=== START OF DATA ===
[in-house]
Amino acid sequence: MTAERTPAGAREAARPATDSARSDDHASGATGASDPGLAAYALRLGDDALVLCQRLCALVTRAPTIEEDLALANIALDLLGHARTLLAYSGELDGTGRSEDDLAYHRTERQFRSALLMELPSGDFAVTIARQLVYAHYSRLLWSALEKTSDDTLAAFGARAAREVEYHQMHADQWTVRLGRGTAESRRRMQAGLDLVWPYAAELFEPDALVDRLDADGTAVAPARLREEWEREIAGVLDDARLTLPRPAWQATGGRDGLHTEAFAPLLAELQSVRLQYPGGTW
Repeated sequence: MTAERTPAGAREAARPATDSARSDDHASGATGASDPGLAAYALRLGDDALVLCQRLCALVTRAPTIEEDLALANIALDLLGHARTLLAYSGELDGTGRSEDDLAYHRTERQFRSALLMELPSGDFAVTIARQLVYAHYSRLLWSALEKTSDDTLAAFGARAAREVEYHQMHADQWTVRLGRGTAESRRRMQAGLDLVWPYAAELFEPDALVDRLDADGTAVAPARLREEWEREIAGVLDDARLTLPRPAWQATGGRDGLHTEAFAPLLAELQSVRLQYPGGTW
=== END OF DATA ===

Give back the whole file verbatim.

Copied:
[in-house]
Amino acid sequence: MTAERTPAGAREAARPATDSARSDDHASGATGASDPGLAAYALRLGDDALVLCQRLCALVTRAPTIEEDLALANIALDLLGHARTLLAYSGELDGTGRSEDDLAYHRTERQFRSALLMELPSGDFAVTIARQLVYAHYSRLLWSALEKTSDDTLAAFGARAAREVEYHQMHADQWTVRLGRGTAESRRRMQAGLDLVWPYAAELFEPDALVDRLDADGTAVAPARLREEWEREIAGVLDDARLTLPRPAWQATGGRDGLHTEAFAPLLAELQSVRLQYPGGTW
Repeated sequence: MTAERTPAGAREAARPATDSARSDDHASGATGASDPGLAAYALRLGDDALVLCQRLCALVTRAPTIEEDLALANIALDLLGHARTLLAYSGELDGTGRSEDDLAYHRTERQFRSALLMELPSGDFAVTIARQLVYAHYSRLLWSALEKTSDDTLAAFGARAAREVEYHQMHADQWTVRLGRGTAESRRRMQAGLDLVWPYAAELFEPDALVDRLDADGTAVAPARLREEWEREIAGVLDDARLTLPRPAWQATGGRDGLHTEAFAPLLAELQSVRLQYPGGTW